This accelerated course in the study of algebra will be laid by learning about the language of algebra, its properties, and methods of solving equations. Students will learn how many real- world situations can be modeled by linear and nonlinear functions, tables, and their graphs. They will use mathematical models to represent and understand quantitative relationships and analyze change in various contexts.

Offered In-Seat and Online all year.

Honors Geometry (1.0 Credit)

 This accelerated course in geometry covers the standard content of Euclidean geometry including congruence, similarity, polygons, circles, constructions, and coordinate geometry. This standard content is explored with greater intensity and emphasis on proof and analytical thinking.

Additional topics may include transformations and further investigations of three-dimensional figures such as polyhedral.

Offered In-Seat and Online all year.

 

Science Department Course Descriptions

Earth Science (1.0 Credit)

Earth Science is a required course for all ninth grade students. A study of the earth is used to form a broad basis for developing an understanding of the true nature of science and the means by which scientific knowledge is acquired. This affords an opportunity for studying astronomy, oceanography ,meteorology, physical geology, and historical geology ,areas of science with which every informed citizen should be acquainted.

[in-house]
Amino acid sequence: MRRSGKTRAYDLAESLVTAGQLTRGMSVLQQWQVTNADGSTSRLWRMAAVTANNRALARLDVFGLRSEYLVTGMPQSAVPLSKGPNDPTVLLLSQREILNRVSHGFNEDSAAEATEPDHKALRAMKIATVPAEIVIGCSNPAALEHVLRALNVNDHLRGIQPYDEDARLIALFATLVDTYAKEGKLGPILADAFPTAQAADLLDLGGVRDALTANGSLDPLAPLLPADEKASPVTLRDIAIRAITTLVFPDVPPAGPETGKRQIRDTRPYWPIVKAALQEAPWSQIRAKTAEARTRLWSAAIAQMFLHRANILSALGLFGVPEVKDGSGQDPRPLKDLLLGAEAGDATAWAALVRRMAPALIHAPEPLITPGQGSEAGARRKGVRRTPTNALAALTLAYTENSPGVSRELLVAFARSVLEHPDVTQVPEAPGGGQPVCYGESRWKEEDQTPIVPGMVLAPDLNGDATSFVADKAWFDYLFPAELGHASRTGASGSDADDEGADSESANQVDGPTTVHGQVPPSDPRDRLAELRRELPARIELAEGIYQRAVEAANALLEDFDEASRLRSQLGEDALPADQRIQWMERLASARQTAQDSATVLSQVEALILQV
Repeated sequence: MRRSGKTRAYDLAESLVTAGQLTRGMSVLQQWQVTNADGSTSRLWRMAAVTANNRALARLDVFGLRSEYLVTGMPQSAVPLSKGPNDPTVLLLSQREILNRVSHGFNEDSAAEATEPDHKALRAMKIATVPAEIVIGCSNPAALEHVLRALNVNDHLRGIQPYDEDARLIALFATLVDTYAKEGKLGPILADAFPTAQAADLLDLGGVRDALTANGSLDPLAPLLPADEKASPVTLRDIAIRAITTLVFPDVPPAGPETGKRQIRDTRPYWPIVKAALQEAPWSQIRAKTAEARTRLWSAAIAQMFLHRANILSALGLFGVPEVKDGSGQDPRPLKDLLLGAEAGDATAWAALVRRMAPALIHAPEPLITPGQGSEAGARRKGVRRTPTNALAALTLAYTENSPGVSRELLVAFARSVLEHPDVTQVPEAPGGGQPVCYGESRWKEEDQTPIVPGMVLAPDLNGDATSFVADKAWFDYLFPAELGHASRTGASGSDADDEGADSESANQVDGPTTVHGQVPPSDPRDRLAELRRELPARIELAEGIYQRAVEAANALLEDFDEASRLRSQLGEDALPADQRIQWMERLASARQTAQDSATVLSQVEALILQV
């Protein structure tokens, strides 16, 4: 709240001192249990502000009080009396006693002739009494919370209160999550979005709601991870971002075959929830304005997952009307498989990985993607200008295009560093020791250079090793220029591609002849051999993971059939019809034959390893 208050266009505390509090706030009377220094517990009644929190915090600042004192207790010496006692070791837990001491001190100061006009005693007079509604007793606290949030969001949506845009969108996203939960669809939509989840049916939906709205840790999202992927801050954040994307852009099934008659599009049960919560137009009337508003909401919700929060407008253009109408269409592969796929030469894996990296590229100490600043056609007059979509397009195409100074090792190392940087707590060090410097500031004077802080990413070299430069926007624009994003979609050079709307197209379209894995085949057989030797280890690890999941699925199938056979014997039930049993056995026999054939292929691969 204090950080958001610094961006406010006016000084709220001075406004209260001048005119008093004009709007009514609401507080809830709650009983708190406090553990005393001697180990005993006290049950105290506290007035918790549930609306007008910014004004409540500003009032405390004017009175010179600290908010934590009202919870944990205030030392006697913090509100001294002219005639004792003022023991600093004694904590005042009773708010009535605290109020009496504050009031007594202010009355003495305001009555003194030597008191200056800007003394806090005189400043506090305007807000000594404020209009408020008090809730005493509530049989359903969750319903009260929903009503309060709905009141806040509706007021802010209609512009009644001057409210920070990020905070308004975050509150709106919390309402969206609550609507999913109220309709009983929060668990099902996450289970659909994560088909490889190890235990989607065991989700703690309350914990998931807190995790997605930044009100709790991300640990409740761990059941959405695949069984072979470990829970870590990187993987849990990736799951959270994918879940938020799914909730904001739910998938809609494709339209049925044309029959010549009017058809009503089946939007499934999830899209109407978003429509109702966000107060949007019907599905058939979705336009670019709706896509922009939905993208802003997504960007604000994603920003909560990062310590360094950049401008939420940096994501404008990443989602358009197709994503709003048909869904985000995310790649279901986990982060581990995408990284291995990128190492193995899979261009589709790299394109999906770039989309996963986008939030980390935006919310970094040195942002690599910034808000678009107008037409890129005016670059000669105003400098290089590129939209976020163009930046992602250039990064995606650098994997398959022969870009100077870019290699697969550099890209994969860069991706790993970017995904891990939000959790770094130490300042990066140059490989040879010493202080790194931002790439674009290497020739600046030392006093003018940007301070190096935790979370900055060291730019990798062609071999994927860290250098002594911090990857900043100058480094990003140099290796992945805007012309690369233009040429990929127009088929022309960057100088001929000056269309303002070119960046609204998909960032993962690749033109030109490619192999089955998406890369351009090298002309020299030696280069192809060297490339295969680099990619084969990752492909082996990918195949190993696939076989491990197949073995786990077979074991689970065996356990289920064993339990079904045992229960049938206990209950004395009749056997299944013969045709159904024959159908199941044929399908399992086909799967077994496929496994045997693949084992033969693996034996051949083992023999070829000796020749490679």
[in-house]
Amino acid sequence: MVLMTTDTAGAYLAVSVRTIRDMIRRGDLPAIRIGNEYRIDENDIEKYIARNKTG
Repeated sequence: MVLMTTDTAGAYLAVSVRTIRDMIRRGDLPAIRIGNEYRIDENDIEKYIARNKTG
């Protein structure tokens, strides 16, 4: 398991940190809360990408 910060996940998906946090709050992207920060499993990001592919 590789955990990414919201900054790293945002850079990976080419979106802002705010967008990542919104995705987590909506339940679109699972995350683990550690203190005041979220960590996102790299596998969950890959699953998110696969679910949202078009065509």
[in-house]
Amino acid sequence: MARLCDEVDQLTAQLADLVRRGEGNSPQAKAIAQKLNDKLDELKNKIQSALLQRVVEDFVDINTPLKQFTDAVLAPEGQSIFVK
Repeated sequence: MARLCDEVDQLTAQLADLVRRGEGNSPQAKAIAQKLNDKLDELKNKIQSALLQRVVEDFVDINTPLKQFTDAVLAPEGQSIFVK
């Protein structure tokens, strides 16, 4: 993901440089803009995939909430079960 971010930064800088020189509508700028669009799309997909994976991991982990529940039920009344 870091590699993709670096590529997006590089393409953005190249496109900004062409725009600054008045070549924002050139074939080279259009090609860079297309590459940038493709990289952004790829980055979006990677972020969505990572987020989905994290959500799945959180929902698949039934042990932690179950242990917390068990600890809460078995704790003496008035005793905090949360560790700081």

Offered In-Seat and Online all year.

Biology (1.0 Credit)

 Biology I is a required course for all ninth grade students. Science as investigation and inquiry is the major theme of this course. Microorganisms, plants, and animals: humans specifically, are investigated at all levels of living organization, from the molecule through the cell, the tissue, the organ, the individual, the population, the community, to the biosphere. A laboratory-centered program of instruction is used, in which students design experiments that demonstrate the scientific method and specific scientific principles. Text materials and audio-visual aids are integrated in order to provide an insight into the major fields of modern biology. Reading assignments extend beyond the text to encompass as much material and current research as possible.

Offered In-Seat and Online all year.

Chemistry (1.0 Credit)

 Chemistry is the study of matter and how it changes and interacts. It is an upper-level lab science course that requires high quality thinking. Students will investigate the properties and reactions of materials and they will predict changes that happen when materials combine and factors change. A successful chemistry student must work conscientiously and consistently. As a student entering chemistry, students should be prepared to be challenged, work exceptionally hard and give nothing less than their best.